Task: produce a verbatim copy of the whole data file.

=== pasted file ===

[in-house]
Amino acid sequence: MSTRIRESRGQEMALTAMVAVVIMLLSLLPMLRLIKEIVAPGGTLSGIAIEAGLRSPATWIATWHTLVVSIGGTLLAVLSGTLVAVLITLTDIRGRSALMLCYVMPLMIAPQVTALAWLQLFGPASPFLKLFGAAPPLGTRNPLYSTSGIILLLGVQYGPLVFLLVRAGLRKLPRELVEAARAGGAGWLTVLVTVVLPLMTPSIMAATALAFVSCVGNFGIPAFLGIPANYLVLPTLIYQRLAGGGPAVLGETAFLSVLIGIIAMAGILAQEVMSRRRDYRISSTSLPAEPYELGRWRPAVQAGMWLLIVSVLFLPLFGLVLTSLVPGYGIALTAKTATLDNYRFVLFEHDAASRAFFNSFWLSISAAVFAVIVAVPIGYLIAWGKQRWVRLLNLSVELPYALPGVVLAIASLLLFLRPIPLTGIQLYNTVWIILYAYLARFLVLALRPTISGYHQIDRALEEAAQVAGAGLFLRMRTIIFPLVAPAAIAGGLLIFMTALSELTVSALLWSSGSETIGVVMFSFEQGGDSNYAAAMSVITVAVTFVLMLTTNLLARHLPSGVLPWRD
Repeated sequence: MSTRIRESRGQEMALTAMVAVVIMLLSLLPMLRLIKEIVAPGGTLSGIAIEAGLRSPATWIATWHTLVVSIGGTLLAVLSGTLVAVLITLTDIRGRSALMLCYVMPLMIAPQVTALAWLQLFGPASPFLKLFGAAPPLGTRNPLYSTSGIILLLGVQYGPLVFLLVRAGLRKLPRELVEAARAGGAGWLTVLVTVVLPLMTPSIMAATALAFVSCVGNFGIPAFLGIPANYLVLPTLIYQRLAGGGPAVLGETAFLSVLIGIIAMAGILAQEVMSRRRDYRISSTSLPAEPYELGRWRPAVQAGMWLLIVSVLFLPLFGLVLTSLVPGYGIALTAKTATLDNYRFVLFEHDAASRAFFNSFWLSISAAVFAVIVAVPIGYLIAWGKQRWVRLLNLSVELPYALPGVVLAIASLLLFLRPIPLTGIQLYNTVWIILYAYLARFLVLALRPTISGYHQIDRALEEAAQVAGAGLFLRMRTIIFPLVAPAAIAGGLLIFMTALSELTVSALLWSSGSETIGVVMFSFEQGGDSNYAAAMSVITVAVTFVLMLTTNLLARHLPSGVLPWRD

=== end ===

[in-house]
Amino acid sequence: MSTRIRESRGQEMALTAMVAVVIMLLSLLPMLRLIKEIVAPGGTLSGIAIEAGLRSPATWIATWHTLVVSIGGTLLAVLSGTLVAVLITLTDIRGRSALMLCYVMPLMIAPQVTALAWLQLFGPASPFLKLFGAAPPLGTRNPLYSTSGIILLLGVQYGPLVFLLVRAGLRKLPRELVEAARAGGAGWLTVLVTVVLPLMTPSIMAATALAFVSCVGNFGIPAFLGIPANYLVLPTLIYQRLAGGGPAVLGETAFLSVLIGIIAMAGILAQEVMSRRRDYRISSTSLPAEPYELGRWRPAVQAGMWLLIVSVLFLPLFGLVLTSLVPGYGIALTAKTATLDNYRFVLFEHDAASRAFFNSFWLSISAAVFAVIVAVPIGYLIAWGKQRWVRLLNLSVELPYALPGVVLAIASLLLFLRPIPLTGIQLYNTVWIILYAYLARFLVLALRPTISGYHQIDRALEEAAQVAGAGLFLRMRTIIFPLVAPAAIAGGLLIFMTALSELTVSALLWSSGSETIGVVMFSFEQGGDSNYAAAMSVITVAVTFVLMLTTNLLARHLPSGVLPWRD
Repeated sequence: MSTRIRESRGQEMALTAMVAVVIMLLSLLPMLRLIKEIVAPGGTLSGIAIEAGLRSPATWIATWHTLVVSIGGTLLAVLSGTLVAVLITLTDIRGRSALMLCYVMPLMIAPQVTALAWLQLFGPASPFLKLFGAAPPLGTRNPLYSTSGIILLLGVQYGPLVFLLVRAGLRKLPRELVEAARAGGAGWLTVLVTVVLPLMTPSIMAATALAFVSCVGNFGIPAFLGIPANYLVLPTLIYQRLAGGGPAVLGETAFLSVLIGIIAMAGILAQEVMSRRRDYRISSTSLPAEPYELGRWRPAVQAGMWLLIVSVLFLPLFGLVLTSLVPGYGIALTAKTATLDNYRFVLFEHDAASRAFFNSFWLSISAAVFAVIVAVPIGYLIAWGKQRWVRLLNLSVELPYALPGVVLAIASLLLFLRPIPLTGIQLYNTVWIILYAYLARFLVLALRPTISGYHQIDRALEEAAQVAGAGLFLRMRTIIFPLVAPAAIAGGLLIFMTALSELTVSALLWSSGSETIGVVMFSFEQGGDSNYAAAMSVITVAVTFVLMLTTNLLARHLPSGVLPWRD